Marketers know that people buy from those whom they know, like, and trust. That’s one of the biggest benefits of content like The Journey. I’ve received messages from people saying, “Okay. I'm in. I'm coming back to Social Media Marketing World this year. I just persuaded eight of my friends to come.”
Plus, even though The Journey has a marketing undertone, people are sharing this content. Think about it. What other form of marketing are people willing to share that's not a crazy image or funny 30- or 60-second video, but actually 7 or 8 minutes long? And it’s content that could lead someone to get hooked on all the rest of our content. Every episode has a hook to bring people into the other episodes.
The show also makes us publicly accountable for the work we're trying to do. We typically record the show about 3 to 4 weeks before it's released, so we'll watch and see where we're at. The show puts us on our A game because we know the world is watching.
Something that has blown me away is the people who want to help. I get emails and messages almost every other day from people giving us ideas on how to solve some of the problems we mention. Here are two amazing stories from people whom I had not previously known, who contacted me after watching The Journey:
Daniel Abrahams of Ai-media.tv (a closed-captioning company in Australia) sent me a message with the closed-captioning of the first five episodes of The Journey. They were exceptional. I said I wanted to hire him to do the rest, but Daniel said having his company do all the closed-captioning for The Journey was his gift, because he’s been following Social Media Examiner for years.
The next example is Kenneth Todd, an Australian who lives in America and works for the GAIA Media Group. Kenneth sent me a video where he recorded feedback on how we could change our sales page. I implemented his changes and sales started increasing. These two examples represent the many people who reached out and wanted to help after seeing The Journey.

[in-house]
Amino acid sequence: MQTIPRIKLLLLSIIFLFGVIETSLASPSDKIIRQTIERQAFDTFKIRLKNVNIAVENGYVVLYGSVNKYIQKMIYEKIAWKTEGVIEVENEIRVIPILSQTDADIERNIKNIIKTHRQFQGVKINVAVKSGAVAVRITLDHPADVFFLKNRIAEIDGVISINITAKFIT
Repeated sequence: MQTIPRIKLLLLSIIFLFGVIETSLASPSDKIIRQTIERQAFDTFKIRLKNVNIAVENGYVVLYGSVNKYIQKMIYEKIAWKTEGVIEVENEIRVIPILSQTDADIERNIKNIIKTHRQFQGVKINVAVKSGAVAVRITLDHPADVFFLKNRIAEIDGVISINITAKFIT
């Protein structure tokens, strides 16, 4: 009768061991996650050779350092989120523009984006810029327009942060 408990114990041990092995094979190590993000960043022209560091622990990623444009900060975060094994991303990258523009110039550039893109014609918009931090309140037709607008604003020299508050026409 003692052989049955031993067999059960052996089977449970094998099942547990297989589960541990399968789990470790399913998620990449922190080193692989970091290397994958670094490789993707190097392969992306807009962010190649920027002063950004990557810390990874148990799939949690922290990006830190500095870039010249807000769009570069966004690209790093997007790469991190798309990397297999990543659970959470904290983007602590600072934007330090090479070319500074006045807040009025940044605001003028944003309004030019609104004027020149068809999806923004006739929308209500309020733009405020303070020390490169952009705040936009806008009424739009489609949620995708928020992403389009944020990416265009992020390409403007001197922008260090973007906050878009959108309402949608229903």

Listen to find out how we plan to feature some of the other feedback and help in response to The Journey.
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Our main platforms for The Journey are Facebook and YouTube. We have the largest following on Facebook, but we push everyone over to YouTube at the end of every episode because YouTube is a much easier vehicle for watching episodic content. YouTube is our secondary platform. We have fewer views but a very loyal following.
We've recently started uploading the episodes of The Journey to my personal LinkedIn profile via LinkedIn native video. When video comes to pages, that approach might change.
As far as challenges are concerned, creating a show is a lot of work, partially because I'm a perfectionist. I care about quality and a good story. The most time-consuming part isn't recording and documenting; it's going through every episode with Mitch and tightening it up.
Typically, he'll put together a 20-minute episode with a lot of the highlights. Then we review the video using Vimeo because it allows you to comment and tag moments. We do at least two, sometimes three or more, rounds of edits.
After we have a version that's between 9 and 11 minutes, Mitch and I work together for 2 or 3 hours on fine-tuning that version by taking out anything that's not important. For instance, we'll take a long sentence and cut it into two short segments to get to its core.
We don't cover up our edits, which means we just cut and go from place to place. A lot of times, we don't have multiple cameras, so you can see the cuts. This approach pushes the production process forward really fast.
Mitch probably spends 25 to 30 hours a week working on each episode of the show. Therefore, you might need a full-time person if you choose to do video at this level.
Another challenge is that you will be publicly criticized. You need to be okay with that. Some people don't like the show. You'll get thumbs-down on YouTube. Others just don't like certain things about what you say and do. The benefits, however, far outweigh the criticism.